Because it was apparently a slow news week, with nothing else of note to write about, the New York Times asked itself the following question: “are we at a place in history where a straight single man is allowed to own a cat and not have his sexuality questioned?” Because if decades of Hollywood films have taught us anything, it’s that the only men allowed to have cats are the token gay male friends of spunky female protagonists. And Hollywood never lies or stereotypes — it’s a hotbed of liberal thought, after all — so for a straight single male to own a cat, well, see. That’s just weird.
So naturally I had to be contacted for the story, because I am famous on Teh Intarnets for owning a cat (and for taping bacon to it). And, while not actually famous for the following, I’m also known to have at least the outward trappings of heterosexuality, which is good enough for the Times (I was not asked to actively verify my straightness, which probably would have been difficult during a phone interview in any event). Since it was ostensibly a story on single men, I did feel obliged to note that I was in fact married, but since I confirmed to the reporter that I did own a cat before I got married (the late, lamented Rex), she let that one slide.
So here’s a rather silly article on straight, single men and cats, in which I am quoted and Ghlaghghee is mentioned. I’ll note to you that the New York Times actually sent a photographer out to the house, who took pictures of me and Ghlaghghee (and also of me and Zeus), but apparently we did not make the photographic cut, at least for the online version of the article. Maybe we’re in the print version. I can’t say.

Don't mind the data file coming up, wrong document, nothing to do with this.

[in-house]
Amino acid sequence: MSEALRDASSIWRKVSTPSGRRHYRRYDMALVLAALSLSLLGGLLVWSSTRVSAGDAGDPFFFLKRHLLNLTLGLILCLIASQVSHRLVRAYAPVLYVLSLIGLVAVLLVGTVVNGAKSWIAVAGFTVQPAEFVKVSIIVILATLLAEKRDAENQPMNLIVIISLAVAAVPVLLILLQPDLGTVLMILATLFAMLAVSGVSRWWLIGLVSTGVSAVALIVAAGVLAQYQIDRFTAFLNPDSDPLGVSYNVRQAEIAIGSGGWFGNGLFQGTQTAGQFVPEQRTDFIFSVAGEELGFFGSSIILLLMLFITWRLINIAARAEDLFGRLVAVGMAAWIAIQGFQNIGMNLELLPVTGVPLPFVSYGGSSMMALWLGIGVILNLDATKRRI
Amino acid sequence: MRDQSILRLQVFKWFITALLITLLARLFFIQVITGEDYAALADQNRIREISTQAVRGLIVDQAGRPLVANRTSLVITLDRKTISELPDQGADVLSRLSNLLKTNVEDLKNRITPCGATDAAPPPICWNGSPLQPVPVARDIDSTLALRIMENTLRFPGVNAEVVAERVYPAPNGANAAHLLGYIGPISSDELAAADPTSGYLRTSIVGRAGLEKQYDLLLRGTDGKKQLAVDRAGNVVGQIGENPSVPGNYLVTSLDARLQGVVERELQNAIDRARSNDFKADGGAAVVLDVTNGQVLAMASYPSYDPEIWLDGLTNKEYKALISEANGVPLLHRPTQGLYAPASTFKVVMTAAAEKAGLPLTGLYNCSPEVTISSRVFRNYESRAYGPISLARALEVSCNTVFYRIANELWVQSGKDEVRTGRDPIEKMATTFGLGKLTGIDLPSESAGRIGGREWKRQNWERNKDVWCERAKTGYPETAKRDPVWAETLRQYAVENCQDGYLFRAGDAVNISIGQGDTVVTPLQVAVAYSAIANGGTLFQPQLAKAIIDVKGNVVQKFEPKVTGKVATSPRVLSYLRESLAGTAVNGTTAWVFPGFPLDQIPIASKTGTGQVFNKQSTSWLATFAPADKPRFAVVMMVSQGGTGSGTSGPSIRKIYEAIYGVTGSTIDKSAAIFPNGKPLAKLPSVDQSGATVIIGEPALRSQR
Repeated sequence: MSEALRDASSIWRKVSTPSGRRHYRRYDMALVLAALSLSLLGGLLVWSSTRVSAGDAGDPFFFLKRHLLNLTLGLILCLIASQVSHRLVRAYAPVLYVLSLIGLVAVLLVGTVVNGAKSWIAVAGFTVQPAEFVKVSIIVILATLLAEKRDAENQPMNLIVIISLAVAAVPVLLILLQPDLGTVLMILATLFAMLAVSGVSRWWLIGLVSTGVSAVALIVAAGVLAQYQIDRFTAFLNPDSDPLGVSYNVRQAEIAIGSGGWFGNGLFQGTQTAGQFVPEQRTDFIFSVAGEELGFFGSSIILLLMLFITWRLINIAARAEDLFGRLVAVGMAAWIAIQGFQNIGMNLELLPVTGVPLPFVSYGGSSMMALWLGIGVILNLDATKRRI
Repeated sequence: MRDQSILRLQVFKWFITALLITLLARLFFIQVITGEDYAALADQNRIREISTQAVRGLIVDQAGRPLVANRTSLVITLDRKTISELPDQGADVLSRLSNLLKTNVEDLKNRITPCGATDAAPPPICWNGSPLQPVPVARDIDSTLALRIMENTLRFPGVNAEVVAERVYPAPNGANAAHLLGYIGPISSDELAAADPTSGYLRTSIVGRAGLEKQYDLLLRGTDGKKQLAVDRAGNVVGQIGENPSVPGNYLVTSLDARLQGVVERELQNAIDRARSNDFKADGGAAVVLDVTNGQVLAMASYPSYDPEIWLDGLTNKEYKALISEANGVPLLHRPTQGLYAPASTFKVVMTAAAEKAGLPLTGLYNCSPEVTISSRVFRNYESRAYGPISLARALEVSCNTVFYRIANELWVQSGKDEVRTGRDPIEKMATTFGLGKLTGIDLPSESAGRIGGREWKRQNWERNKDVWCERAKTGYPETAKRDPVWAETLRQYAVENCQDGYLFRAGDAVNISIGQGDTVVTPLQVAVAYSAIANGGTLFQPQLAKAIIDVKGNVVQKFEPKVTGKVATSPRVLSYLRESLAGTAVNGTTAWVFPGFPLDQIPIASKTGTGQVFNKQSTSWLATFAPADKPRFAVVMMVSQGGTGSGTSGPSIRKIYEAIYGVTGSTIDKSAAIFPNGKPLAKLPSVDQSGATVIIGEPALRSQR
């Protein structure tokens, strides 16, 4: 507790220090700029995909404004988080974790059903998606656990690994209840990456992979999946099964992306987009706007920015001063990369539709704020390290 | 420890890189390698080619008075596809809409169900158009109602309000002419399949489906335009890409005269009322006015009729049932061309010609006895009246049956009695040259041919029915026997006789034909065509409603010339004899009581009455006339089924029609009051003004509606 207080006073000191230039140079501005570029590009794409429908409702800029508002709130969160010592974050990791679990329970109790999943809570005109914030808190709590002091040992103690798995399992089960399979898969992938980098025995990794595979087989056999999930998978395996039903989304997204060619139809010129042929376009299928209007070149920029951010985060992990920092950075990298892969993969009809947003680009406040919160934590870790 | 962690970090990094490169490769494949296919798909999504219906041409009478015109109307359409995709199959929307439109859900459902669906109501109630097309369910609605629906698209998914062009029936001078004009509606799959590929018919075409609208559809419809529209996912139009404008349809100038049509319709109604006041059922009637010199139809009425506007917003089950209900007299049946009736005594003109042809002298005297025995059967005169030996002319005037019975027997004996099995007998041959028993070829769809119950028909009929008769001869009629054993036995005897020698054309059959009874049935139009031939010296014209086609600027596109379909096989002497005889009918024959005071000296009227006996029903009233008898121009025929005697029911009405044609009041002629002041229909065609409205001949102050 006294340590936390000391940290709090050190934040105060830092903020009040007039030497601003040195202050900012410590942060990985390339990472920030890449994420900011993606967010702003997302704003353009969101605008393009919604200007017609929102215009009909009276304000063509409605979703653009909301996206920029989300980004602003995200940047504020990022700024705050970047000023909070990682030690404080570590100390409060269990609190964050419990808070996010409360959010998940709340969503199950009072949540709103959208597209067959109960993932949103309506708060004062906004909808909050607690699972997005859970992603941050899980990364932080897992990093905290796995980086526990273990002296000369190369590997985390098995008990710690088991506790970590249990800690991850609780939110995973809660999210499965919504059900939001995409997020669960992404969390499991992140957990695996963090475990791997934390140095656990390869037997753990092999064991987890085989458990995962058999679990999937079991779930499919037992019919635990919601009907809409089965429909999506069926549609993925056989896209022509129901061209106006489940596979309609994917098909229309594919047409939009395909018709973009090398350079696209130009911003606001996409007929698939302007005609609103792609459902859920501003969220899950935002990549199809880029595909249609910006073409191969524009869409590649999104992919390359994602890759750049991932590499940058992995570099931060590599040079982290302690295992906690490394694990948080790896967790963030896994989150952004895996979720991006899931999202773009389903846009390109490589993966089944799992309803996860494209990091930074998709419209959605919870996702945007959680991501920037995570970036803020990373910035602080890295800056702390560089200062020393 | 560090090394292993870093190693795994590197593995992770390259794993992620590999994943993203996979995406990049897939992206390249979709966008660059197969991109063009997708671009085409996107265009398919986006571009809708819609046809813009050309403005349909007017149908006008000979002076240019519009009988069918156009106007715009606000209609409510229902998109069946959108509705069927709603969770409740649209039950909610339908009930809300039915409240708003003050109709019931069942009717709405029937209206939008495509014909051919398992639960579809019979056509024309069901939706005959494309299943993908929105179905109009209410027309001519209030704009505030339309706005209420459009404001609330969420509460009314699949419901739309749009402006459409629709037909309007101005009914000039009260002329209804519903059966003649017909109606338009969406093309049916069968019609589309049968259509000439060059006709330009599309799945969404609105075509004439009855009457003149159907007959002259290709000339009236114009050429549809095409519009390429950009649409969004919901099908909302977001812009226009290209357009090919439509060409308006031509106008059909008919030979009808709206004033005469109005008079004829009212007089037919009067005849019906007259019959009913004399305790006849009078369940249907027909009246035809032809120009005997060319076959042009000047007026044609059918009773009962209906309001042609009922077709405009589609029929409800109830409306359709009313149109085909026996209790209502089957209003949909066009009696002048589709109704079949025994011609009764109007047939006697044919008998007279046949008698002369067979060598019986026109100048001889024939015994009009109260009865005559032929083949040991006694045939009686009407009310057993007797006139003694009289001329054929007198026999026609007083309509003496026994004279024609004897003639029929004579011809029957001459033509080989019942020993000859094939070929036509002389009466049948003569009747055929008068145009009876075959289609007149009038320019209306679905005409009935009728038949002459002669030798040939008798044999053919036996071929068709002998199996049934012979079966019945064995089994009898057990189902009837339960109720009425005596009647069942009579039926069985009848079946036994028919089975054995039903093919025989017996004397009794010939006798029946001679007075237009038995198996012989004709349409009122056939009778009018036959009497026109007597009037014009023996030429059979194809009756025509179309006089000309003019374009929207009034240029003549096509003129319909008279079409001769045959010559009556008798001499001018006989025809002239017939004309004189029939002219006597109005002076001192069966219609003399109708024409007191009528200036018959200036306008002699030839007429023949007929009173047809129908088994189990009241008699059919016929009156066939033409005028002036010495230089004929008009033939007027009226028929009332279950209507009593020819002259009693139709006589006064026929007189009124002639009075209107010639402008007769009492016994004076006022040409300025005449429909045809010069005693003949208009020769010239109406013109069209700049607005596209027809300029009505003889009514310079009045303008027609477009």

Now, to be fair to Abby Ellin, the New York Times reporter who contacted me about the story, she was aware this story was, well, fluffy, which prompted the following exchange:
Abby Ellin: You know, this isn’t Watergate or anything.
Me: Nonsense. You’re about to blow this whole “straight single men with cats” thing wide open. I smell Pulitzer.
Abby Ellin: That’s not a Pulitzer you smell, it’s a cat box.
Ms. Ellin was a lot of fun to talk to. We talked for about twenty minutes about cats and men, which got boiled down to a couple of quotes because that’s the nature of a feature article with several sources. So the readers of the article miss me talking at length about the phenomenon of symbolism as it applies to repressed groups, and how these symbols lose their power the more members of a group are allowed to participate in the mainstream public social discourse, and so on and blah blah blah; I suppose the fact I just went “blah blah blah” may be why it’s not in the actual article.
But, look: these days, the way you know a man is gay is not that he owns a cat, it’s that he introduces the man standing next to him as his husband. When you have that option available, prognosticating sexuality via choice of pet seems a bit silly. Straight men have always owned cats because cat owning is not indicative of sexuality; it’s indicative of liking cats. Straight men have always owned small dogs, too, while we’re at it. My grandfather owned a pug. If you were to have questioned his sexuality, he probably would have popped you in the nose. Hey, he was an Italian man of a certain age at a certain time. What are you going to do.
As I went in knowing the subject of the article was silly, I can’t complain about the inherent fluffiness of the piece, and I think it’s a fun piece as these things go. The only thing I would note is I think the way my section of the article is put together could suggest that I inherently equate heterosexuality with “strong men” and homosexuality with shrieking ninnies. Since I know at least one gay man who is an ex-Navy SEAL, and several others who could kick my flabby ass up and down the street all the merry day long, allow me to suggest this is not a stereotype I go in for personally, merely one I know is out there and am commenting on therein. Thank you in advance for accepting this clarification, gay men of my acquaintance. Please don’t kick my ass.